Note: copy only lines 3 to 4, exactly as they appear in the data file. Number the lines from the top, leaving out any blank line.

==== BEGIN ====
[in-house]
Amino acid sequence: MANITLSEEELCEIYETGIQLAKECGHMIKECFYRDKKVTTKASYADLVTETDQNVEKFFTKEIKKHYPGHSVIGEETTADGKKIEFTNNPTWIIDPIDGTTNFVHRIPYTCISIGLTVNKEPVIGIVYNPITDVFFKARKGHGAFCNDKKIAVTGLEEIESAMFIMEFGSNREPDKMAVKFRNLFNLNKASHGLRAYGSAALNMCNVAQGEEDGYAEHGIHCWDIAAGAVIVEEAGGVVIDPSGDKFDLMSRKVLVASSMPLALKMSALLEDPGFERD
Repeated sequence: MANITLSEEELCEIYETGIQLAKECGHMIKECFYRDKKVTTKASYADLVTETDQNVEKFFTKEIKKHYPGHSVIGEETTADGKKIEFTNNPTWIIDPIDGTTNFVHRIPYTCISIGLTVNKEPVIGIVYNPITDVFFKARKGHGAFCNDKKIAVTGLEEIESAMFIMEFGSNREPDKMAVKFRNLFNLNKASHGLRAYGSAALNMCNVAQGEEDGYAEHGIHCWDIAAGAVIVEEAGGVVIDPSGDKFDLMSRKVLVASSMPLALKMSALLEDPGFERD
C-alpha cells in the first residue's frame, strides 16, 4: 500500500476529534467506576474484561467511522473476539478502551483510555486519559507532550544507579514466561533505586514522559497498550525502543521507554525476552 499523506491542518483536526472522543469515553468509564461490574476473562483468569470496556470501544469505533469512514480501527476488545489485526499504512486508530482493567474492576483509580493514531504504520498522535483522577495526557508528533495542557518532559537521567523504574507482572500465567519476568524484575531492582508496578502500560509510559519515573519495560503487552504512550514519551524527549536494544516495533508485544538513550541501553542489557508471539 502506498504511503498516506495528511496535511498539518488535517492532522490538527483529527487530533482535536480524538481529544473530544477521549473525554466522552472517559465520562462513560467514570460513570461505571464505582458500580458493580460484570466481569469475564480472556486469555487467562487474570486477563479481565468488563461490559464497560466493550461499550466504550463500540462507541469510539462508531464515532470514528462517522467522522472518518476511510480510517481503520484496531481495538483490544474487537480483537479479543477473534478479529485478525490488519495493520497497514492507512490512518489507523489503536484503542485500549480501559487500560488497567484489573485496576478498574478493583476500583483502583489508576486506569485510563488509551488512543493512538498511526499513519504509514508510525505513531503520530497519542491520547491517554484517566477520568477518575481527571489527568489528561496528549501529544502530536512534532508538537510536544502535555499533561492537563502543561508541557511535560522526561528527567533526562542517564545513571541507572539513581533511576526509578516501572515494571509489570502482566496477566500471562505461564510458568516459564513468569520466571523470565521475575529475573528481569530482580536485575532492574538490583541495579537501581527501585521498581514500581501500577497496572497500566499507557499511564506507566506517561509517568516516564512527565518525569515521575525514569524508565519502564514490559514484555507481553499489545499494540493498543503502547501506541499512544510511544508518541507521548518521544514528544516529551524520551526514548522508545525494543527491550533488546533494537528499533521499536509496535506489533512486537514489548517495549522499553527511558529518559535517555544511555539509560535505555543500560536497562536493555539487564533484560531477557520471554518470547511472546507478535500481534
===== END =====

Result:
Repeated sequence: MANITLSEEELCEIYETGIQLAKECGHMIKECFYRDKKVTTKASYADLVTETDQNVEKFFTKEIKKHYPGHSVIGEETTADGKKIEFTNNPTWIIDPIDGTTNFVHRIPYTCISIGLTVNKEPVIGIVYNPITDVFFKARKGHGAFCNDKKIAVTGLEEIESAMFIMEFGSNREPDKMAVKFRNLFNLNKASHGLRAYGSAALNMCNVAQGEEDGYAEHGIHCWDIAAGAVIVEEAGGVVIDPSGDKFDLMSRKVLVASSMPLALKMSALLEDPGFERD
C-alpha cells in the first residue's frame, strides 16, 4: 500500500476529534467506576474484561467511522473476539478502551483510555486519559507532550544507579514466561533505586514522559497498550525502543521507554525476552 499523506491542518483536526472522543469515553468509564461490574476473562483468569470496556470501544469505533469512514480501527476488545489485526499504512486508530482493567474492576483509580493514531504504520498522535483522577495526557508528533495542557518532559537521567523504574507482572500465567519476568524484575531492582508496578502500560509510559519515573519495560503487552504512550514519551524527549536494544516495533508485544538513550541501553542489557508471539 502506498504511503498516506495528511496535511498539518488535517492532522490538527483529527487530533482535536480524538481529544473530544477521549473525554466522552472517559465520562462513560467514570460513570461505571464505582458500580458493580460484570466481569469475564480472556486469555487467562487474570486477563479481565468488563461490559464497560466493550461499550466504550463500540462507541469510539462508531464515532470514528462517522467522522472518518476511510480510517481503520484496531481495538483490544474487537480483537479479543477473534478479529485478525490488519495493520497497514492507512490512518489507523489503536484503542485500549480501559487500560488497567484489573485496576478498574478493583476500583483502583489508576486506569485510563488509551488512543493512538498511526499513519504509514508510525505513531503520530497519542491520547491517554484517566477520568477518575481527571489527568489528561496528549501529544502530536512534532508538537510536544502535555499533561492537563502543561508541557511535560522526561528527567533526562542517564545513571541507572539513581533511576526509578516501572515494571509489570502482566496477566500471562505461564510458568516459564513468569520466571523470565521475575529475573528481569530482580536485575532492574538490583541495579537501581527501585521498581514500581501500577497496572497500566499507557499511564506507566506517561509517568516516564512527565518525569515521575525514569524508565519502564514490559514484555507481553499489545499494540493498543503502547501506541499512544510511544508518541507521548518521544514528544516529551524520551526514548522508545525494543527491550533488546533494537528499533521499536509496535506489533512486537514489548517495549522499553527511558529518559535517555544511555539509560535505555543500560536497562536493555539487564533484560531477557520471554518470547511472546507478535500481534